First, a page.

The High Authority for Health (HAS) specifies its vaccination strategy to be implemented around a confirmed case of monkeypox for those who were vaccinated in childhood against smallpox and children.
Cases of monkeypox continue to climb in France. This Monday, June 20, the High Authority for Health (HAS) unveiled details concerning the vaccination of certain populations. After the recommendation in May concerning the vaccination of adults with high-risk contacts, the HAS was seized by the Ministry of Health to specify the vaccination strategy to be implemented around children and first-timers (people vaccinated in their childhood against smallpox).
#Communiqué | Entry by @sante_gouv HAS specifies the vaccination strategy to be implemented around a confirmed case of #Monkeypox for those who were vaccinated in childhood against smallpox and children.
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– High Authority for Health (@HAS_sante) June 20, 2022
For first-timers, HAS has recommended the administration of a single dose of the Imvanex vaccine (Bavarian Nordic) for at-risk contact persons who received smallpox vaccination with a first-generation vaccine before 1980. In the case where the contact persons at risk are immunocompromised, previous vaccination with another smallpox vaccine does not modify the schedule initially recommended in this population, i.e. three doses of Imvanex.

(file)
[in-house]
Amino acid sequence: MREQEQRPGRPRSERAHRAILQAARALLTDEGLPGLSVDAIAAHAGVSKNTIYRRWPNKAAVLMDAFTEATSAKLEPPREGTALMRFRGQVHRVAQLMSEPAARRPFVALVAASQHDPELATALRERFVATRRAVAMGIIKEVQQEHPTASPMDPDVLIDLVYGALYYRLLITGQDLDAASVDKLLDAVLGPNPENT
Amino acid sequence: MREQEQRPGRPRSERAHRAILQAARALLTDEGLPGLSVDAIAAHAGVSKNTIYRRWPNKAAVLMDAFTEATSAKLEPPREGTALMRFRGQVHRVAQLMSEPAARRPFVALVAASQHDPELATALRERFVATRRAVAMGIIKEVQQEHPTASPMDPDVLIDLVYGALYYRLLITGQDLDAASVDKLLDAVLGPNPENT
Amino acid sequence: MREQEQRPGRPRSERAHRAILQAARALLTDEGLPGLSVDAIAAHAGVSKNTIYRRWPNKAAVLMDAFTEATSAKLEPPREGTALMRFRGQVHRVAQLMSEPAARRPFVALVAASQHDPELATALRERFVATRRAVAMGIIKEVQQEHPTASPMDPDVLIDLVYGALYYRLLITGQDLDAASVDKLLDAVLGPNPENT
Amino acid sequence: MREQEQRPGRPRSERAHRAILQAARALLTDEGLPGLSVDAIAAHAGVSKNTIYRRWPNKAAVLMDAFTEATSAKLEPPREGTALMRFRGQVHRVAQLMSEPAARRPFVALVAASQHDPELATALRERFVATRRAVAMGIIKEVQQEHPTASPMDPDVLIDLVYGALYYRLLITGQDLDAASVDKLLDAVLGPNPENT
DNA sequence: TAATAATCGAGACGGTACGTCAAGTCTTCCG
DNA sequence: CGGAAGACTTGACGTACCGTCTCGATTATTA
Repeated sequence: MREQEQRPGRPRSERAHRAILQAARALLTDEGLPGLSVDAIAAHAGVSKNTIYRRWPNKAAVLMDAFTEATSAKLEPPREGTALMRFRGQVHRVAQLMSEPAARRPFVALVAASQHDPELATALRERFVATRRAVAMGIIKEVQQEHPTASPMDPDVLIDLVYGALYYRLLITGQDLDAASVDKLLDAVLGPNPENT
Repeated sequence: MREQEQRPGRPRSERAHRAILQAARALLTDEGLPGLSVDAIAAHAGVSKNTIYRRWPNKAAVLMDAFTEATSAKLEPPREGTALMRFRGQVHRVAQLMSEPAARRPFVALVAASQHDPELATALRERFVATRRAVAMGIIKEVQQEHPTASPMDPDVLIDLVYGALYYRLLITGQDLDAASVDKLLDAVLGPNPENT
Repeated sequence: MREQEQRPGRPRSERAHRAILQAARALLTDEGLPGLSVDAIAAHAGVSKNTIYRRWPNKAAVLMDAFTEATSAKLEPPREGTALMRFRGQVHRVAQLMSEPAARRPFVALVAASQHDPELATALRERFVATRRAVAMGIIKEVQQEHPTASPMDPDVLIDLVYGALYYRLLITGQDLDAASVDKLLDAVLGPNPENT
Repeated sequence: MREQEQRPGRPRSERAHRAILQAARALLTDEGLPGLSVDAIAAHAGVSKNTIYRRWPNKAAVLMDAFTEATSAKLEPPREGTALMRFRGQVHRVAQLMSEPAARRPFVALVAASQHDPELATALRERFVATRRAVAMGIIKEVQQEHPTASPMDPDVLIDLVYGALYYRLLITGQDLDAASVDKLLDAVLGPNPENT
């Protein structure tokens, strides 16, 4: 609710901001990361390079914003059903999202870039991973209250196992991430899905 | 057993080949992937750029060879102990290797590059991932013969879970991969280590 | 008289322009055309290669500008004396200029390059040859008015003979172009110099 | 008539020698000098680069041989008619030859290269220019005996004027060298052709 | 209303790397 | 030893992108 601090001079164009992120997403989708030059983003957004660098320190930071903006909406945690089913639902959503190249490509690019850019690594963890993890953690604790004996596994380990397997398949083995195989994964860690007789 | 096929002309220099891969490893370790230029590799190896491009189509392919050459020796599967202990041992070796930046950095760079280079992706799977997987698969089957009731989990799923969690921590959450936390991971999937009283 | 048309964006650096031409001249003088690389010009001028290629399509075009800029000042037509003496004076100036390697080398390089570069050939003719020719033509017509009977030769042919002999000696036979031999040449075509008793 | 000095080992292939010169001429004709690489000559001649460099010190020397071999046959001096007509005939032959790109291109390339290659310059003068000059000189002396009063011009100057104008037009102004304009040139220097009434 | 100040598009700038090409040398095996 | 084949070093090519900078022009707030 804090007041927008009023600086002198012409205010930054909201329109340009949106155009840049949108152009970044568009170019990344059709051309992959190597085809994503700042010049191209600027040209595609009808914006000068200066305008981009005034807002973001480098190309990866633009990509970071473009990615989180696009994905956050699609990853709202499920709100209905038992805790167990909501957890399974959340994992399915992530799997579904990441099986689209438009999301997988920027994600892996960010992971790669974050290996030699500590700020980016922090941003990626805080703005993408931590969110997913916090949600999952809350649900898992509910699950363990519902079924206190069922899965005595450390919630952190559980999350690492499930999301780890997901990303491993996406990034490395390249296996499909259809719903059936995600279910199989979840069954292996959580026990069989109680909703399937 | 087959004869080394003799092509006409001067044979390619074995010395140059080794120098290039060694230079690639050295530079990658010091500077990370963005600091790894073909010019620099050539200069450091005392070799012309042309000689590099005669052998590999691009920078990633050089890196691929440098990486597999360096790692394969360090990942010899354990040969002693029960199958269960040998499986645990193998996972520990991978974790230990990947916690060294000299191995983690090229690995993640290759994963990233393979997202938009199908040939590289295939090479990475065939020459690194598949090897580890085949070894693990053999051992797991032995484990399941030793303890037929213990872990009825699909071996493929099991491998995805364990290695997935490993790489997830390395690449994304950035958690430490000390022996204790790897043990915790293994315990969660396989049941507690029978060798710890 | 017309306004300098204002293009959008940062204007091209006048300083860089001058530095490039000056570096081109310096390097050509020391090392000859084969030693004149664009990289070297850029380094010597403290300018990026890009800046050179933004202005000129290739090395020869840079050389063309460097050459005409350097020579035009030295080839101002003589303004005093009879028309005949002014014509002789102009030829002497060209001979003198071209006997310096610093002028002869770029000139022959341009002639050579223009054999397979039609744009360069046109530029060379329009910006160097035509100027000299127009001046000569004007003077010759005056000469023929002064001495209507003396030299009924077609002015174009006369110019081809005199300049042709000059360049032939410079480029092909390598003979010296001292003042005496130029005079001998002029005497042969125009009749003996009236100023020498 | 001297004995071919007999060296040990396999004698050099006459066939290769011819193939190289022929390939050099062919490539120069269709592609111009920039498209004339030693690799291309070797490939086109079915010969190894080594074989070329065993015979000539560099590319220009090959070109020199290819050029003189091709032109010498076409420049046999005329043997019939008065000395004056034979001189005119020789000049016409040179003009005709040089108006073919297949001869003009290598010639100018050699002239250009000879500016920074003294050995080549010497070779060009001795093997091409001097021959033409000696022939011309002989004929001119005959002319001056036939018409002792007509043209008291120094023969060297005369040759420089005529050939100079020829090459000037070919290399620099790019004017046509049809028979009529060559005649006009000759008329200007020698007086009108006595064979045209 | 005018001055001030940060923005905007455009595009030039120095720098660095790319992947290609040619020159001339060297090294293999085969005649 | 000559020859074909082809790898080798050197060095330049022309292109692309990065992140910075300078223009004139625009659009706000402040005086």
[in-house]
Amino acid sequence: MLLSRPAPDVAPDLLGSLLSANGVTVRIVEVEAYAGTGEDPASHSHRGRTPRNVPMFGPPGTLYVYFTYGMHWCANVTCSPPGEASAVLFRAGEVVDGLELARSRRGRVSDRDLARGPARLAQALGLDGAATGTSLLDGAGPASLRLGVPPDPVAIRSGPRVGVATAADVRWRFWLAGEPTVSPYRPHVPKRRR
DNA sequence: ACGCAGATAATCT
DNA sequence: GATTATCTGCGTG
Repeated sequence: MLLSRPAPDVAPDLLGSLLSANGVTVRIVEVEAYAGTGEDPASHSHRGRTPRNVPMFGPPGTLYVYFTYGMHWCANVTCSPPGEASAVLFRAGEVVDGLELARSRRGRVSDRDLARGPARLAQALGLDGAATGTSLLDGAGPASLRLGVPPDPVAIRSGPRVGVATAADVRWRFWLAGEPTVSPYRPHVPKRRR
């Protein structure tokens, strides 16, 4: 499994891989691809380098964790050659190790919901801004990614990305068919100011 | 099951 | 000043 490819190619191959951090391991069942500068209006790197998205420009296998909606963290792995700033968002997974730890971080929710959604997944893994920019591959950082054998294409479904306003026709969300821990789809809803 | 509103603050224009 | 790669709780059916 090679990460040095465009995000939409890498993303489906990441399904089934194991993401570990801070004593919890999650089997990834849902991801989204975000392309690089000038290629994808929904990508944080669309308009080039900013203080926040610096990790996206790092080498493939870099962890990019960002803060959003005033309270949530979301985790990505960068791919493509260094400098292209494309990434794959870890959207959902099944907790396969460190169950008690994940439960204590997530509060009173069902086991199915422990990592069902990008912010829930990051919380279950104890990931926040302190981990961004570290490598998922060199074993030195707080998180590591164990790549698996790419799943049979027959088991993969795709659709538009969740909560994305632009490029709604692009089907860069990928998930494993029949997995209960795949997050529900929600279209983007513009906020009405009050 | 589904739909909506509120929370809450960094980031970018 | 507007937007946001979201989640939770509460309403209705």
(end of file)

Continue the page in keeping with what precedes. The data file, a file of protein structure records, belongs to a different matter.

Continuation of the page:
The Imvanex vaccine is only authorized in adults, but several studies concerning other vaccines using the same platform as Imvanex have demonstrated good tolerance in children over four months old, according to the HAS. She thus recommended that reactive vaccination of child contacts at risk “could be considered, to protect children exposed and possibly more likely to develop severe forms of the disease, in particular the most fragile and the immunocompromised”.
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But without clinical data on the safety of third-generation vaccines, the HAS recommended that the vaccination of minors “be considered on a case-by-case basis, by specialists only and after a strict assessment of the benefits and risks for the minor concerned”.